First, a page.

COVID Questions on Finances

To many people, the strike of the COVID-19 pandemic made them feel like their world was coming to an end. The pandemic came so suddenly and unexpectedly that the world got thrown into a state of panic. We tend to be uncertain about the coming months. Thus, the present moment, when the world is yet to recover from the pandemic, became a difficult time to make certain financial decisions.

It is normal to have some financial questions. However, I’ve come with the most frequently asked financial questions that are related to the period where social distancing, the use of face masks/shields, among others constitute the new order. Check them out!

1. COVID-19 made me unemployed. How do I survive?

The economic impact of the global pandemic forced many organizations into relieving some of the workers of their duties and responsibilities. This is to save costs and other expenses. If you are a victim of this ugly situation, you may have to check your eligibility for unemployment insurance for your state. This is one of the measures put in place by the government to cushion the effect of the global pandemic. However, due to the fact that many people were affected by the pandemic, unemployment applications tend to be on the high at the moment.

The implication of this is that you may have to exercise great patience, especially in waiting for your application to be granted. Check your unemployment application and portal regularly. If there is any provision for you to make calls, do that to push your application along. While you await the confirmation of your application, you may also have to check how you can cut down your expenses. Get rid of unnecessary expenses from your budget. Call creditors or service providers to see if they can lower your credit card’s interest rates. You may also check out job applications for which you are eligible.

2. I am financially stable but how can I safeguard my future?

To secure your financial future, it is important that you develop a good financial plan. This is because a good financial plan will keep you stable during market or economic downturns. It is important to note that your financial position is susceptible to external forces that are usually out of your control. However, with a comprehensive financial plan, you can plan for both contingencies and overvalued markets, thus putting your mind at ease. In other words, you already have clues on what you can do to overcome market volatility and future crises; likewise, you have a good plan to support the upturn of the market.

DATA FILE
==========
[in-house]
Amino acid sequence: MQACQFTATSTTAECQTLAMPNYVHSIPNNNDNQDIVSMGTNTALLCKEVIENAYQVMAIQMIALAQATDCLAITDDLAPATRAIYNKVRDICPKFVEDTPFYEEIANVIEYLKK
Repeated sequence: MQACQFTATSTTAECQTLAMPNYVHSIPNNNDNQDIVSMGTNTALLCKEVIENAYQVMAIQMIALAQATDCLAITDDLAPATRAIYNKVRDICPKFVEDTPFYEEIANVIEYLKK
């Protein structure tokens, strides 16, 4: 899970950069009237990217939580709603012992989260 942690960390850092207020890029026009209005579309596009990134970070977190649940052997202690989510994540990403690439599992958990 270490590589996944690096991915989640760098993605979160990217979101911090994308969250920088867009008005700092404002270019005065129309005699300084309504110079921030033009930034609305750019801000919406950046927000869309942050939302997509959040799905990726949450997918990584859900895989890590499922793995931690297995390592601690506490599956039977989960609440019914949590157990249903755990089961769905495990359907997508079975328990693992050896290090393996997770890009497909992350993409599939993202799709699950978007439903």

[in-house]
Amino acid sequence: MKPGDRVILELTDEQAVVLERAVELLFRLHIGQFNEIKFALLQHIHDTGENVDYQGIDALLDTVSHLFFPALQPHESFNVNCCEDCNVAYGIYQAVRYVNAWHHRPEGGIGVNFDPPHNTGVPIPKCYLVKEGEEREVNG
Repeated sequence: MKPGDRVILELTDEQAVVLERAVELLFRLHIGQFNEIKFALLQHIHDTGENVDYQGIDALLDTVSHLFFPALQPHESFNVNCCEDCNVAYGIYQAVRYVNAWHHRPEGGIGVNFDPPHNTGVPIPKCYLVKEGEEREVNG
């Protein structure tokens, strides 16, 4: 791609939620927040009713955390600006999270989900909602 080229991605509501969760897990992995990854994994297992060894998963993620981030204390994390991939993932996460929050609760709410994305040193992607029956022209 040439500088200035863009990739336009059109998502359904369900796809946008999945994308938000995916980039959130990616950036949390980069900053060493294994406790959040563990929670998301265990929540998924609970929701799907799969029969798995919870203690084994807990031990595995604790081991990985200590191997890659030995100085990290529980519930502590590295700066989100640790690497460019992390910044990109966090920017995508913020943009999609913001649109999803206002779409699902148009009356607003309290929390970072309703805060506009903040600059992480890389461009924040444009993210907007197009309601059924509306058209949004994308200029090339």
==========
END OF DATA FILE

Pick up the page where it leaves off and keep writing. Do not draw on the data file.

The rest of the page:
You may also consider having an investment policy statement. It serves as a roadmap to help you manage your assets. It also states your investment goals, target asset allocation, and asset location. With the help of a wealth manager, you can develop a disciplined approach to help keep your investment goals in check, irrespective of any volatility in the market. Investing is also a great choice for you if you have a steady stream of monthly income, have paid most of your consumer debt, and have an emergency fund that is fully funded.

3. Is it the right time to buy a home?

Buying a home is a long-term goal for many people. They may have to save for it for years before getting enough money to acquire it. Besides, home buying is a very big investment and financial decision. Before you decide to buy a home, it is expected that your emergency fund is in good shape. Now might be a good time to consider buying a home if you have planned well for it. This is because the hit on the economy might force some people into distressed selling of their real estate properties. You might just be lucky to get a good offer.